Richmond mayor Gayle McLaughlin isn’t the untested commodity
she was four years ago, when she drew national headlines
by becoming the nation’s only big-city Green Party mayor.
She’s more careful with her words and just a shade more
conservative in her aims, if not her hopes. Her platform
this year now includes more stock-in-trade pledges made by
municipal politicians, including a vow to beef up the police
force to about 200 sworn officers. She also hopes to expand
some of her flagship green-jobs training and youth employment
programs, even if it requires funds siphoned from her own
office’s budget, as it did earlier this year.
The journey from rabble-rousing candidate to sometimes-embattled
municipal leader has been a learning experience, and sometimes
a bruising one, she said acknowledged during a wide-ranging
interview at the downtown offices of the Richmond Progressive
Alliance, a local political group she co-founded.
“The mistake that I would say I made is that I overestimated
the willingness of the full council to engage productively,
in a productive and principled debate of divergent ideas,”
said McLaughlin. “I really didn’t expect so much blocking
of good ideas, blocking of good policy.”
As a challenger in 2006, McLaughlin proved a political rarity
— a candidate who campaigned on raising taxes, at least for
large corporations. She also pledged to re-hire laid off
city workers and launch jobs programs for local youths.
Amazingly to some City Hall watchers, it clicked. Thanks
to a three-way race, McLaughlin squeaked into office with
just over one-third of the vote, giving her the victory over
two-term incumbent Irma Anderson. The Richmond Globe newspaper
ran a headline declaring that Anderson’s “Legacy yields to
McLaughlin’s progressive ideals.”
As America’s first Green Party mayor of a city of more than
100,000 residents, McLaughlin was instantly a national figure.
Weeks later, she would share the stage with Green Party goliath
Ralph Nader at an event bristling with progressive luminaries
in San Francisco.
McLaughlin speaking with local youth outreach worker Jesse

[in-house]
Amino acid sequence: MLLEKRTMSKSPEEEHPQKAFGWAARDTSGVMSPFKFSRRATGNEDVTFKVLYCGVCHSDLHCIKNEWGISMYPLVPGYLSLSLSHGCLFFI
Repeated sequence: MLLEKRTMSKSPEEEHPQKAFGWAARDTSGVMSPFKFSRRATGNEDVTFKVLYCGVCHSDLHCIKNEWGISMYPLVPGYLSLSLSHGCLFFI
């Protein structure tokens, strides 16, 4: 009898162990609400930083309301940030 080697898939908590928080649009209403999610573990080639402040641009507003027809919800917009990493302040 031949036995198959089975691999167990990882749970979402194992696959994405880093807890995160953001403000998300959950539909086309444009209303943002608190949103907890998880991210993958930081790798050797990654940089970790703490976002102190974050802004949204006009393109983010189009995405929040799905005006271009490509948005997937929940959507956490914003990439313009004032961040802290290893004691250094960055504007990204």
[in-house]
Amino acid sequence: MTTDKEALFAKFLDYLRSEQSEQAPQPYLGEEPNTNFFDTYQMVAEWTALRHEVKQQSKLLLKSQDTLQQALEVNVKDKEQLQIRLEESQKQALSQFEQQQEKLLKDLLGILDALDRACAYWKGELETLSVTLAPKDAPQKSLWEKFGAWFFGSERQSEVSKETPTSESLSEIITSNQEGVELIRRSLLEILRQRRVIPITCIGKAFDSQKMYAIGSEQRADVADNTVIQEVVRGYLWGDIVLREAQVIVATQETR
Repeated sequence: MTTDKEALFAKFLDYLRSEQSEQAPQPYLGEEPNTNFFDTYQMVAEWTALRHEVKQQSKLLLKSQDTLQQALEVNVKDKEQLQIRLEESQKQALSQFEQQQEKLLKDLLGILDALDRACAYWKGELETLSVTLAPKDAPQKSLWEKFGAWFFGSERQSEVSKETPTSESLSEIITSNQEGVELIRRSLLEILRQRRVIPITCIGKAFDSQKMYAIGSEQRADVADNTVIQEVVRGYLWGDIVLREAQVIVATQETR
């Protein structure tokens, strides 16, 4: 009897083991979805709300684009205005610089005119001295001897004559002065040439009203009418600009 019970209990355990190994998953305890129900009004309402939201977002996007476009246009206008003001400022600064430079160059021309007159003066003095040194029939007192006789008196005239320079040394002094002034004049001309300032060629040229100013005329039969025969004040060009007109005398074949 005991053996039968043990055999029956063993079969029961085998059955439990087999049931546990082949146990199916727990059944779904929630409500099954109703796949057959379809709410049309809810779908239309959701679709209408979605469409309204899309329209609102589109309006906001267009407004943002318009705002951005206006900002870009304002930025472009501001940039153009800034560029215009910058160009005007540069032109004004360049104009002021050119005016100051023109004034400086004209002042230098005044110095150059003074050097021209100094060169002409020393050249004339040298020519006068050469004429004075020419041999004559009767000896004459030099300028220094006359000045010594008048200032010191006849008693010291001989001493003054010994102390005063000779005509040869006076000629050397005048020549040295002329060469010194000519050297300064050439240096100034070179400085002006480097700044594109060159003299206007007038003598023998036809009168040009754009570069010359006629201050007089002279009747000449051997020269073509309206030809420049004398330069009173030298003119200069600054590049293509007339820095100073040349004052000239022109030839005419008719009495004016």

Reed during a June 5 event at Nevin Park.
McLaughlin’s 2006 victory was in part the product of demographic
change. Like other Bay Area cities, Richmond’s African American
population has declined while the number of Latino residents
At the beginning of the decade, the City Council included
six African Americans, but councilman Nate Bates is the lone
black councilman today. To some political observers, McLaughlin’s
victory signaled not just a shift to the left and a backlash
against Chevron Corp., the city’s largest taxpayer, but a
decline in African American dominance over political affairs
To others, it was merely an aberration, made possible by
a three-way race in which another African American candidate
siphoned votes from Anderson’s base.
Four years after her razor-thin victory over Anderson, McLaughlin
is humbled but no less determined to keep her seat. No challenger
has officially declared intentions to replace McLaughlin
in this November’s election, but many residents and officials
at City Hall expect longtime Councilman Nat Bates to run.
Bates remains noncommittal about his mayoral aspirations.
“I haven’t ruled anything out,” Bates said.
McLaughlin one-on-one is the same blend of quixotic activist
and politician that council observers have seen in public
for years. During a nearly 40-minute interview, she acknowledged
some missteps and legislative gridlock, but was adamant that
a second-term was vital ensure the city continues to overcome
the high-unemployment, pollution and crime that has marred
its post WWII history.
As she recalled her four years in office, she ticked off
her undelivered ideas — some thwarted by council colleagues
and some shelved in the face of waning support — like installing
energy-saving windows at the civic center and the establishment
of an environmental task force to help plot green development
But, she said, the disappointments had silver linings.
“Just shifting the dialogue of the city to include discussions
of social justice, environmental issues,” McLaughlin said.
“This wasn’t part of the discussion here before.”
McLaughlin has a mixed record on what voters across ethnic
lines see as the city’s foremost issue: crime. One of her
stated goals during her run for mayor four years ago was
to reduce the violence that has roiled the city for years.
At the time, the city had suffered several years of 40-plus
homicides annually and the highest or second-highest crime
rate in the Bay Area.
“We have had violence reduction over recent years. That’s
something that the citizens of Richmond want to see more
of,” she said.
Crime was down slightly overall in 2009, but the city saw
a spike in homicides. After much-heralded progress in 2008,
the first in years when the city saw fewer than 30 killings,
47 people were slain in 2009.
An FBI report released in May ranked Richmond the second
most dangerous city in America, behind only Baltimore.
McLaughlin has clashed on occasion with law enforcement
leadership. In 2008, Police Chief Chris Magnus joined a chorus
of critics when McLaughlin skipped a news conference hailing
a series of raids aimed at gang strongholds and drug sources
in the city.
At the time, Magnus told local newspapers he was “disappointed”
in the “lack of support.”
McLaughlin has maintained that she is concerned about the
potential effects on children and other innocents who could
be exposed to raids, which often target homes where children
may be present.
She has also cast several minority opposition votes against
police-supported measures, including equipment purchases
and driver’s license checkpoints, which have since been discontinued